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Originally published August 3, 2014 at 10:23 PM | Page modified August 4, 2014 at 6:47 AM

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Ohio State band director’s firing sets off clash

University investigators found new band members performed acts to earn sometimes obscene nicknames referencing orgasms, sex toys and body parts; carried on grabbing and groping rituals and a trick called the “Flying 69” on band bus trips; and published lewd songbooks and underground news


The Associated Press

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COLUMBUS, Ohio — The new president of Ohio State University and supporters of the school’s storied marching band are clashing over the unexpected firing of a band director with deep roots in the organization.

President Michael Drake dismissed Jonathan Waters on July 24 after a two-month investigation determined he knew about, but failed to stop, a “sexualized” culture of pranks, tricks and rituals that included students marching half-clad, feigning sex acts on buses and giving each other sometimes sexually explicit nicknames. The university says it had to move swiftly on a complaint against Waters under federal sexual discrimination laws.

The band’s powerful and well-funded alumni association challenges the findings against Waters, whose elaborate halftime shows drawn on iPads revolutionized the field and have prompted millions of fan views on YouTube. The alumni group has launched its own review and enlisted some of its most iconic figures — including Archie Griffin, the football great who leads the university’s overall alumni association — to try to get Waters reinstated.

Both sides have conceded to being shocked by some of university investigators’ findings. They found new band members performed acts to earn sometimes obscene nicknames referencing orgasms, sex toys and body parts; carried on grabbing and groping rituals and a trick called the “Flying 69” on band bus trips; and published lewd songbooks and underground newsletters.

In a memo he submitted at the end of the investigation, Waters laid out ways he was trying to address problems with band culture, prompting Waters’ defenders to question why Drake chose such a severe rebuke. At the time of the firing, Waters was traveling to raise money for the university.

“We want somebody to stand up for the history and reputation of the band, which is undergoing a large smear at this moment,” said retired band director Paul Droste, a member of the committee appointed by the alumni association pushing to get Waters his job back. “The band is portrayed now as a bunch of ‘Animal House’ types, and there are a few scattered minority in the band that might fit that description, but the rest of them don’t.”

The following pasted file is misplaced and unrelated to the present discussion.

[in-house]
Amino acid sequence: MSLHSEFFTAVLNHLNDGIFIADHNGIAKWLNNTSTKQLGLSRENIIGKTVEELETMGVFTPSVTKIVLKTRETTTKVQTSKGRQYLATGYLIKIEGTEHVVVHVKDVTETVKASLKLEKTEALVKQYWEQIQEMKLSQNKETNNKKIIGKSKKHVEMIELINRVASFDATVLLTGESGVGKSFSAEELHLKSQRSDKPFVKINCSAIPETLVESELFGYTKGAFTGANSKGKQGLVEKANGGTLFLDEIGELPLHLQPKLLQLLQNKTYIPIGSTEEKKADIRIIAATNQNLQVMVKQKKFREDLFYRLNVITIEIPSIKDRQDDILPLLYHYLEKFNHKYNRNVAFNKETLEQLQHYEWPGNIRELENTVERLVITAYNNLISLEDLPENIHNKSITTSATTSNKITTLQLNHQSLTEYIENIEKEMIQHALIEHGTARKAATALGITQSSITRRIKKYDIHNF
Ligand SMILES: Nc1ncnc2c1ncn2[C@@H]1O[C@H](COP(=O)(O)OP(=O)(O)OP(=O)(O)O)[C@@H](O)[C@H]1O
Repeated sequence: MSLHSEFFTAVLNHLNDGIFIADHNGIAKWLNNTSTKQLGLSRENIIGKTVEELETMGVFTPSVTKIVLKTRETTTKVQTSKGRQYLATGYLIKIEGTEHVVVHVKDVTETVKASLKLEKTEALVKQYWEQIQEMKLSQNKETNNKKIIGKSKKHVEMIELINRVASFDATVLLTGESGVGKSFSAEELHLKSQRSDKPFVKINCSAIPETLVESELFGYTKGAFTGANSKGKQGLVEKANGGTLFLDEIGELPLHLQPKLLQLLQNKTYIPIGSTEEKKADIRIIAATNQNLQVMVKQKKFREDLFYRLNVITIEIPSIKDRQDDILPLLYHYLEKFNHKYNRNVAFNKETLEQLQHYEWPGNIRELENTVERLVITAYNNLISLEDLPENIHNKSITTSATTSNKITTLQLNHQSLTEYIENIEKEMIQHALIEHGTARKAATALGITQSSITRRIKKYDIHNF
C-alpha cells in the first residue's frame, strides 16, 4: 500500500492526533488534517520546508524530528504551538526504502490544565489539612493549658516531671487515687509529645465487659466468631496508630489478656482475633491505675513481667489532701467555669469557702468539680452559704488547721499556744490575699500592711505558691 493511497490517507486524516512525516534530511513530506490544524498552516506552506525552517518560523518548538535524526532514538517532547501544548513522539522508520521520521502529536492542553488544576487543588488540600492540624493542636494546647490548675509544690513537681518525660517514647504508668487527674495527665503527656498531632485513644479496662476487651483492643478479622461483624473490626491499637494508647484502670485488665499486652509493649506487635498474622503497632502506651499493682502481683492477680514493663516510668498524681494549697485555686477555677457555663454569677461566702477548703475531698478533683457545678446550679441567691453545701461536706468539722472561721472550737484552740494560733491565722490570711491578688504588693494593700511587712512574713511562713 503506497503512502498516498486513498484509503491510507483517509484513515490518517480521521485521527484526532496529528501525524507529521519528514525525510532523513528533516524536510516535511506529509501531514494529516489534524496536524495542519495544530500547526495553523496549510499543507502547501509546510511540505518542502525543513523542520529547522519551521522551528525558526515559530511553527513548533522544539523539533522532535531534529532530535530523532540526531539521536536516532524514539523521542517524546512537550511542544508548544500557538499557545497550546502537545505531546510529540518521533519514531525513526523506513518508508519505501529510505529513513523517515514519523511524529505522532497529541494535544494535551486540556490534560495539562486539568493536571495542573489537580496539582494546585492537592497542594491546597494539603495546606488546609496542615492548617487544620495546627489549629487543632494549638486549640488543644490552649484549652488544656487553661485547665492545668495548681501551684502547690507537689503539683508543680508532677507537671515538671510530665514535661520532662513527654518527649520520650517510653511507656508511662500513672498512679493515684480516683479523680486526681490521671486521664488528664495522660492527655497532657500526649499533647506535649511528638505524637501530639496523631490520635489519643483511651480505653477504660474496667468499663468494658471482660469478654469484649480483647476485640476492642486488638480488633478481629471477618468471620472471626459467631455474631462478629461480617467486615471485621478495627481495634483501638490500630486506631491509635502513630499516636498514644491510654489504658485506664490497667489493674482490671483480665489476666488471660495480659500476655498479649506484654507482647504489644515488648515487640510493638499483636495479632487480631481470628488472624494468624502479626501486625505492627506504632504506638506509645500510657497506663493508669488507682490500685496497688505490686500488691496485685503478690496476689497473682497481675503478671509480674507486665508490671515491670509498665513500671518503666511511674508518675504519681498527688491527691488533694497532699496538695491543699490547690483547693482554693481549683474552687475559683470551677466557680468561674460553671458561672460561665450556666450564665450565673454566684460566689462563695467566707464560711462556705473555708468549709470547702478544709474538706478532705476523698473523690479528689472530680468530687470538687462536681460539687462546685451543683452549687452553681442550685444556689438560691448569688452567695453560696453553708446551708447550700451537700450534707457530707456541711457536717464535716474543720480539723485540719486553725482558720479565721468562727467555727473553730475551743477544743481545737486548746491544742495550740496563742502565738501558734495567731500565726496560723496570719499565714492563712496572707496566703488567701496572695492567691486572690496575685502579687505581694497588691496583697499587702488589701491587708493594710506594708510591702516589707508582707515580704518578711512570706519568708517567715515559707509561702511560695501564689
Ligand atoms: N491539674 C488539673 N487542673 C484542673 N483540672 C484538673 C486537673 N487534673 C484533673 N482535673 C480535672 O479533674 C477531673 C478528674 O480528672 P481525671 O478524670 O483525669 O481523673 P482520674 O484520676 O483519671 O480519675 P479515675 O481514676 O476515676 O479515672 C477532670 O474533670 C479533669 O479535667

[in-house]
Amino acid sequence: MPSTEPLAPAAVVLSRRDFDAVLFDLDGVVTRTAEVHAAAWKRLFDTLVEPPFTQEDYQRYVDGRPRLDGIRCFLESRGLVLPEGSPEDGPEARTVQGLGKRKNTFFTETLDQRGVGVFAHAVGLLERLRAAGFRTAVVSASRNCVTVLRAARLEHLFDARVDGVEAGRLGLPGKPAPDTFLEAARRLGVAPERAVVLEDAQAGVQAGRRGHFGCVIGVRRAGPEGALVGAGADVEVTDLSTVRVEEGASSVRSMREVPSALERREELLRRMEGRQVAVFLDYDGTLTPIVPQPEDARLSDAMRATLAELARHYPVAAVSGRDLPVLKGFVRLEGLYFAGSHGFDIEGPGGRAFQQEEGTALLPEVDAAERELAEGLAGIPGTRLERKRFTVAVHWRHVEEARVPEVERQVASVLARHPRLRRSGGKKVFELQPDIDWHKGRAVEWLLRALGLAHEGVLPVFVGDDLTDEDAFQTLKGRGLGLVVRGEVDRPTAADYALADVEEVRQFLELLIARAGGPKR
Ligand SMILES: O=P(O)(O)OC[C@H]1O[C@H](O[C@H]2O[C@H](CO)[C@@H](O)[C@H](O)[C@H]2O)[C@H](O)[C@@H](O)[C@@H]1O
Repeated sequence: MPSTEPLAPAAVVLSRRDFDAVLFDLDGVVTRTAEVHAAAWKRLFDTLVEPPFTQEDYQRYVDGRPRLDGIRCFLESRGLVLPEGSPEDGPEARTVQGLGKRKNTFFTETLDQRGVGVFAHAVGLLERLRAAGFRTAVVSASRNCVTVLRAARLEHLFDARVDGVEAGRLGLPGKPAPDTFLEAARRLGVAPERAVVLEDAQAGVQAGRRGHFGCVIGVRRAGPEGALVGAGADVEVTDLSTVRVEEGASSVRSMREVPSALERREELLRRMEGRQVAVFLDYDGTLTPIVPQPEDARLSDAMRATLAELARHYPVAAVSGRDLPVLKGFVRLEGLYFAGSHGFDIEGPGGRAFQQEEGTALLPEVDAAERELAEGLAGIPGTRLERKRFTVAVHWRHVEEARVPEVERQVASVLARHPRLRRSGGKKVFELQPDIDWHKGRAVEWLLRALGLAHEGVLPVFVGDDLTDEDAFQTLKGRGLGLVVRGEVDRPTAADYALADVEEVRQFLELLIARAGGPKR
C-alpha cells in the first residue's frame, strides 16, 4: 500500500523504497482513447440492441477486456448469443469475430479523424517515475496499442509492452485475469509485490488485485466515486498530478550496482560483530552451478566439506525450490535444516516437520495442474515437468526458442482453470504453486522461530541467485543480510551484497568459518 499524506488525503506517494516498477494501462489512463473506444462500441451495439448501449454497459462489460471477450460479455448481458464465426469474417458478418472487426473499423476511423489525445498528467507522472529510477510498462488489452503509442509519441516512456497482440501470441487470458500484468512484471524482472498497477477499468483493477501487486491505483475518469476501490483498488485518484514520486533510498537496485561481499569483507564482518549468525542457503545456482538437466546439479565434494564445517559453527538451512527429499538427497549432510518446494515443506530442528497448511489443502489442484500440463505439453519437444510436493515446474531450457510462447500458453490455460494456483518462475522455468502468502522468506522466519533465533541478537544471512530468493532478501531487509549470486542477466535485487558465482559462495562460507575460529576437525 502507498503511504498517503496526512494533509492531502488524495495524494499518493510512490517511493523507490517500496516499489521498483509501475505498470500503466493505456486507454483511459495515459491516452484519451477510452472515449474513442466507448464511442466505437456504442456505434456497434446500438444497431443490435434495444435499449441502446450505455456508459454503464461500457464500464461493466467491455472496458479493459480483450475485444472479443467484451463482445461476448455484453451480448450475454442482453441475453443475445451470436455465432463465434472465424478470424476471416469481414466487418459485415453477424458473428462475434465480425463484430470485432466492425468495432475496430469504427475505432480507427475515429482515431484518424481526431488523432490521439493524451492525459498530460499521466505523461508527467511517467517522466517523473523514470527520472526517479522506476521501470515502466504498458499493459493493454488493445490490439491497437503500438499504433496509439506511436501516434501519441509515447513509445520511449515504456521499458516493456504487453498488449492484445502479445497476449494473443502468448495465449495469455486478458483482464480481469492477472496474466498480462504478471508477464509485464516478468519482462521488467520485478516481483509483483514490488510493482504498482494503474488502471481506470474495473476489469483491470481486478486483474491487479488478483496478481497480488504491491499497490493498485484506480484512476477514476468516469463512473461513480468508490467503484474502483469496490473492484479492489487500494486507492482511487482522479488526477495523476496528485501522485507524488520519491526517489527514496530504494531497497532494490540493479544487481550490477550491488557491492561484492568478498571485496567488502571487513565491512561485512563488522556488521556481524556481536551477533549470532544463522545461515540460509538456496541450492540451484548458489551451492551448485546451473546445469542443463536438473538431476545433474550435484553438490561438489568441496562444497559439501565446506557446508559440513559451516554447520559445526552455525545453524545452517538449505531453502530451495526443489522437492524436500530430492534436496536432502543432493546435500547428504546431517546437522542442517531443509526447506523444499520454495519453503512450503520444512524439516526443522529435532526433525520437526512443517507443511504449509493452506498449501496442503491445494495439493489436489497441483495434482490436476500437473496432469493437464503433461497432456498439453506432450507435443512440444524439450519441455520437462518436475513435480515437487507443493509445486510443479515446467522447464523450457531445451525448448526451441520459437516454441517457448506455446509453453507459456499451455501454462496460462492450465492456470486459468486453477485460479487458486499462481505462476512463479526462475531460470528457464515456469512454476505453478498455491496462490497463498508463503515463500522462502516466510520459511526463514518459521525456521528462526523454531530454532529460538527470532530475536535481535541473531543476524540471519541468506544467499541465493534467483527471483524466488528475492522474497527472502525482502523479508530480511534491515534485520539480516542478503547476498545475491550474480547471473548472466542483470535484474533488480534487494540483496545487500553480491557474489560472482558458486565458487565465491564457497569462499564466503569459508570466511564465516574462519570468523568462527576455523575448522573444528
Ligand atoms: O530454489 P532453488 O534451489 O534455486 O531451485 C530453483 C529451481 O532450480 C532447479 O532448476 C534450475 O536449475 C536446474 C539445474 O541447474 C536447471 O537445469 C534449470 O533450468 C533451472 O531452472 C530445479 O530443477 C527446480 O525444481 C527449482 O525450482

Drake, the university’s first black president, took over for Gordon Gee, who retired after jabs he made at Roman Catholics and Southeastern Conference schools were publicized and not long after Buckeyes football coach Jim Tressel was forced out in 2011 over a memorabilia scandal. Two assistant cheerleading coaches were fired in 2013 after sexual harassment accusations from cheerleaders.

Drake says he will insist on zero tolerance — for the safety and well-being of the students and because federal law demands it.

“While some of the students may have engaged in such behavior and gave no indication that they objected, the interviews highlighted multiple situations in which students did not welcome this misconduct,” investigators wrote in their report. “In a culture so sexualized for so long, students’ acquiescence and failure to complain cannot be taken as evidence that the range of this misconduct was welcome.”

Upon firing Waters, Drake immediately enlisted former state Attorney General Betty Montgomery to lead a task force whose job is limited to advising his administration on how the band’s culture evolved to its current state and making recommendations for its future.

“We have not been tasked with reviewing the investigation and the disciplining of Jon Waters, nor can we under federal law reinvestigate that,” she said.

Droste said Waters’ backers were told in the meeting with Drake that they’d have the chance for input into that follow-up probe. He said Waters was not tenured, but his supporters hope to find other avenues — legal or political — for getting him reinstated.

“We’re just riding highs and lows,” Droste said. “We are trying to go through the proper channels. We want to tell our story and we want to tell it accurately.”



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